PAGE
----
For Africa, for example, what we don’t do – from my point of view, what we we’re missing sometimes with Western countries, with developed countries, with super powers – like European – some European countries like the United States it’s like we don’t do enough common enemies together. We don’t do enough prospective together. If we have done – if we had done – (audio break) – that prospective together, what is happening today in Libya wouldn’t have happened. The consequences of what happened in Mali and the consequences is the immigrant issue that is happening in Europe. So, it was bad consequences for both sides, what happened. So, this is what I wanted to add, sorry.
MR. PHAM: Thank you.
MR. ASHENAFI: Yeah, I think – as you know Peter, Ethiopia is slightly different because – at least at the high – at the senior levels, corruption is really not a factor, maybe in the petty civil servant levels. But I think the narrative is more perception than reality. There are a lot of international companies that do business in Africa, and great entrepreneurs like Mo Ibrahim, who have built major companies without paying any bribes or corruption – it’s possible to do. So, I think it’s more of that general kind of narrative of not understanding Africa and having a perception which maybe is not real. Again, you know, as General Jones says, I see a lot of opportunities on the continent; and if you go to, you know, a pension fund manager in Iowa and if you say, you know, why don’t you invest in Africa, there’s a lot of opportunities, you know, that will probably be difficult for that pension fund manager to actually see the opportunity and take some action on that. But, you know, the opportunities are there.
GEN. JONES: Well, Tewodros, thank you for that. You know, I – we’re speaking to a very informed audience here, but there’s a wider audience out there, and I think that – I’ll speak about my country. I think very few people really understand in the United States just how big Africa is, and there’s a tendency when you read something that’s happening in Africa that’s bad to think of Africa as a country and not a continent. I mean, I’m talking about Main Street USA. And so, they say – their knee-jerk reaction is, oh, look what’s going on in Africa; we can’t invest there. It’s like saying – it’s like if the rest of the world said, there’s a murder in Chicago, we shouldn’t invest in the United States. There’s a murder every day in Chicago, you know. So, there’s a question of fairness here, but it’s also a question of knowledge. If you look at the globes that you buy in a store, they’re not according to scale. If they were according to scale, the African continent would dominate most of the globe. I mean, you could put all of China, all of Russia, most of Europe and still have a quarter of a continent left over.
So, one of the things is – I mean, European countries would become a microdot on the globe. You couldn’t even find France or Germany or anybody else, so let’s – I mean, we need some education here about the African continent, number one. Very few people understand that if you superimposed the entire United States on the African continent it would just – it would take five countries across sub-Saharan Africa and that’s it. I mean – so the proportion is just staggering. But if we fail to do what Peter and our panelists here – and most of you know, if we fail to pay attention to this and Africa is allowed to continue to drift in a less than favorable way – what’s going on in the Congo right now with President Kabila refusing to step down as a result of his mandate – this is something that washes on the whole continent, unfortunately. It’s not fair, but it’s one of the things that colors perceptions in the rest of the world. So, we all have to work together to pull on this to make sure that it receives the attention that it deserves and the focus that it deserves and instilling hope for the future and for the people of that continent, and that – ultimately that hope is the key instrument that will defeat radicalism.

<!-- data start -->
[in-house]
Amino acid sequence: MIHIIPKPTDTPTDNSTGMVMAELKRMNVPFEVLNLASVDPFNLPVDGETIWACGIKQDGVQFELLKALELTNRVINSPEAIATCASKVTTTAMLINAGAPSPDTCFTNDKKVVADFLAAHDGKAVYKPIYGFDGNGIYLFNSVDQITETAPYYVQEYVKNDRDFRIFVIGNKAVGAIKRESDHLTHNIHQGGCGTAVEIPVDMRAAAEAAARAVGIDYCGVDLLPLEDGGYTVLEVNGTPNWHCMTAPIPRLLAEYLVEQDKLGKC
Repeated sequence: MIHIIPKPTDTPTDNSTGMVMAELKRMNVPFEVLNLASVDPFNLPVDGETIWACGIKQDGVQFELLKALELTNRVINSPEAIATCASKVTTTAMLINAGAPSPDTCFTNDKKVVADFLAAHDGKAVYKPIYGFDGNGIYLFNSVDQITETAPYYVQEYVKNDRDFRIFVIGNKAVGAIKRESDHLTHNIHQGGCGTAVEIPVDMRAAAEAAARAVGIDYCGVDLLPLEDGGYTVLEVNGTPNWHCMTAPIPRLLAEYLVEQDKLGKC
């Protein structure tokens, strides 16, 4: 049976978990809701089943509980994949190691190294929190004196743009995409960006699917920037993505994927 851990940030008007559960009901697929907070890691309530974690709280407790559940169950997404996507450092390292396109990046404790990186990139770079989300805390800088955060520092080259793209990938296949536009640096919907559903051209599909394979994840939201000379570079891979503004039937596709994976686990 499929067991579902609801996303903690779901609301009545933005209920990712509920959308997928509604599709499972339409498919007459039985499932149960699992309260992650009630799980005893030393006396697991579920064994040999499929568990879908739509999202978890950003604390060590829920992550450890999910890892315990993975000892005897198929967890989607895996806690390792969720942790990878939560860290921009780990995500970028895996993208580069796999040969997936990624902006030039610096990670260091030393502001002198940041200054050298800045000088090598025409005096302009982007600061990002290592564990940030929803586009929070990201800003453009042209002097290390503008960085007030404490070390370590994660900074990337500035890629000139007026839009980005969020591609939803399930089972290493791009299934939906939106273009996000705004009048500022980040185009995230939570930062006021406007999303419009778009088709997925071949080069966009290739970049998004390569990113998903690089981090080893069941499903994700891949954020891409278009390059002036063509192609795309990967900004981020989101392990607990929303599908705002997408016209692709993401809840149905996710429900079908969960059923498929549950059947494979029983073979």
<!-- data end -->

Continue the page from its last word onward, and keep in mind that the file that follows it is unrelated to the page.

MR. PHAM: Thank you, General. And I couldn’t echo more your encouragement to develop knowledge. It’s amazing how – you know, just throwing an anecdote before we turn to questions – how lack of knowledge even drives major financial decisions with regard to Africa. I remember, Karim, your country the coup occurred in March 21, 2012, the day before one of the gold miners in your country, the shares were trading at about 108 dollars; the day after the coup, they were trading at 72. And the location of the mines was a thousand kilometers from where the fighting was, and it was pure panic, lack of information. Now, I have to say, knowing your country’s geography it helped me recover from the great recession, my own personal portfolio, but it’s amazing that major trading houses panicked and went in that direction.
But let’s open it up to questions from the audience. I will have you wait for the microphone.
Q: Thank you. I am Kun-mo Chung. I am senior adviser to KEPCO, Korea Electric Power Cooperation.